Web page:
-To improve performance, parametric functions were turned into polygons, and moving parts of the graph were replaced with images. Additionally, a slider was introduced to control the level of detail and a method to cause errors for certain slider values was used to toggle between expressions and images.

### Outlines

### 📈 Introduction to Math Art Creation

The creator began their journey on December 15th, 2023, using the Desmos graphing calculator to craft a piece of math art that was entirely composed of mathematical expressions. This project, which took over 50 hours and leveraged three years of experience with Desmos, utilized two main types of functions: parametric and polygonal. Parametrics involve variable adjustments to coordinates to trace the path of a point, ideal for curved designs, while polygons, created with points and connected by Desmos, are better for sharp edges and are more resource-efficient. The creator also expanded the color palette beyond Desmos' default by using custom HSV or RGB functions. To streamline the creation process, they developed various tools such as animation variables, geometric shapes, transformations, and even a 3D perspective function for 2D space.

### 🎨 Crafting the Math Art Piece

The artist started with a solid purple background and a horizontally stretched square polygon to cover the screen. By using lists, which can contain various elements and graph multiple lines with a single expression, they created a gradient effect and added mountains with jagged edges using the random function. Stars were scattered with randomized sizes, and planets were created using implicit functions to simulate lighting effects. The piece also included a crescent moon and a complex unit circle background, which was achieved by exploiting Desmos' inability to graph undefined points, thus creating disconnected lines with a single expression.

### 🌌 Advanced Techniques and Optimization

The creator used rose curves for flower petals and a lemniscate for an infinity sign, while vines were crafted from combined sine waves. For the eye, they utilized a star shape and quadratic functions. The math runes were the most extensive part, requiring a separate folder for points and the use of Bezier curves for tracing. The arms were modeled after the creator's own, with a unique touch of six-fingered hands. The wings, the most intricate part, involved tracing integral symbols with Bezier curves and animating them for a flapping effect. To optimize the graph's performance, parametric curves were converted to polygons, and a slider was introduced to control the number of points used, balancing image quality and performance. Finally, moving parts were replaced with images to further enhance the graph's speed.

### 🔧 Final Touches and Conclusion

The final details included floating rocks created with 3D point mapping and an orange lens flare. The foreground cliffs were manually crafted with lighting effects. The creator's signature was added using Bezier curves, opting for a cursive font to simplify the design. To further optimize, a slider was implemented to toggle between detailed expressions and image-based rendering, allowing for a smoother viewing experience on less powerful devices. The creator expressed gratitude for the support received and hinted at future videos that would delve deeper into the expressions and techniques used in their Desmos graphing projects.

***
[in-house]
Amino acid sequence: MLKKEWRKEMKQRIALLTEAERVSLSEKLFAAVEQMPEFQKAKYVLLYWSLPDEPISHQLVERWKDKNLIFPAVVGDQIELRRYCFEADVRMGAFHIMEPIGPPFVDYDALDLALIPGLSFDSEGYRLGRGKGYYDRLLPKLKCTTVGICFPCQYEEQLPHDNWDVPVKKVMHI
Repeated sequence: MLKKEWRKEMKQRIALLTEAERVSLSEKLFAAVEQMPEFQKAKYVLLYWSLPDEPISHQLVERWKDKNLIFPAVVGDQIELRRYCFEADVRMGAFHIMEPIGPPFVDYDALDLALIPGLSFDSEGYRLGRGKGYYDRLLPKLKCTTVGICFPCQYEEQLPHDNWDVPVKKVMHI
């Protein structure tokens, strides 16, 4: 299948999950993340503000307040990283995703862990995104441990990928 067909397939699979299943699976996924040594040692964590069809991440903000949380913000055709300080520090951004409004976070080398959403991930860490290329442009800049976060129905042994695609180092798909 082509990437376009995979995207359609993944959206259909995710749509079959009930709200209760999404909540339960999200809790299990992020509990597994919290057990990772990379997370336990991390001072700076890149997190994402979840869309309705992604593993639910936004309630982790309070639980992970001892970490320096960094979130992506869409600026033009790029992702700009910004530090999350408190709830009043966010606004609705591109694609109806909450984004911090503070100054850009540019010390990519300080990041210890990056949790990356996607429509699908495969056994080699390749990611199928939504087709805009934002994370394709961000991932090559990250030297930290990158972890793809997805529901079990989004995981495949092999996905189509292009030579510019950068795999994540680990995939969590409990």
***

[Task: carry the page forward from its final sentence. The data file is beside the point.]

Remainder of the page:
### Mindmap

### Keywords

### 💡Desmos Graphing Calculator

### 💡Parametrics

### 💡Polygons

### 💡Custom Colors

### 💡Lists

### 💡3D Perspective in 2D Space

### 💡Bezier Curves

### 💡Rose Curves

### 💡Lemniscate

### 💡Optimization

### 💡Error-based Visibility Control

### Highlights

Creation of a complex mathematical artwork using Desmos graphing calculator.

Entire artwork composed of math expressions, showcasing a 'being of math, made with math' concept.

Utilization of over 50 hours of work and 3 years of experience with Desmos graphs.

Key components of the graph include parametric and polygon functions.

Polygons are created using points and Desmos' built-in polygon function.

Parametric functions are used for curved designs by varying a variable in the coordinates.

Polygons are more resource-efficient than parametrics, enhancing the graph's performance.

Introduction of custom colors in Desmos through HSV or RGB functions.

Development of various mathematical tools for faster creation, including animation variables and 3D perspective functions.

Use of lists in expressions to graph hundreds or thousands of lines efficiently.

Creation of a gradient background using opacity and color blending techniques.

Design of mountains using random function to create jagged edges.

Innovative use of implicit functions to create realistic lighting effects on planets.

Employment of Bezier curves for intricate designs, such as the math runes.

Optimization techniques to improve graph performance, including converting parametrics to polygons and using image imports.

Implementation of a slider to control the level of detail in the graph for performance and visual quality.

Inclusion of an image mode setting that replaces graph parts with images for faster rendering.

Use of error-triggering mechanism to toggle between expressions and images for performance optimization.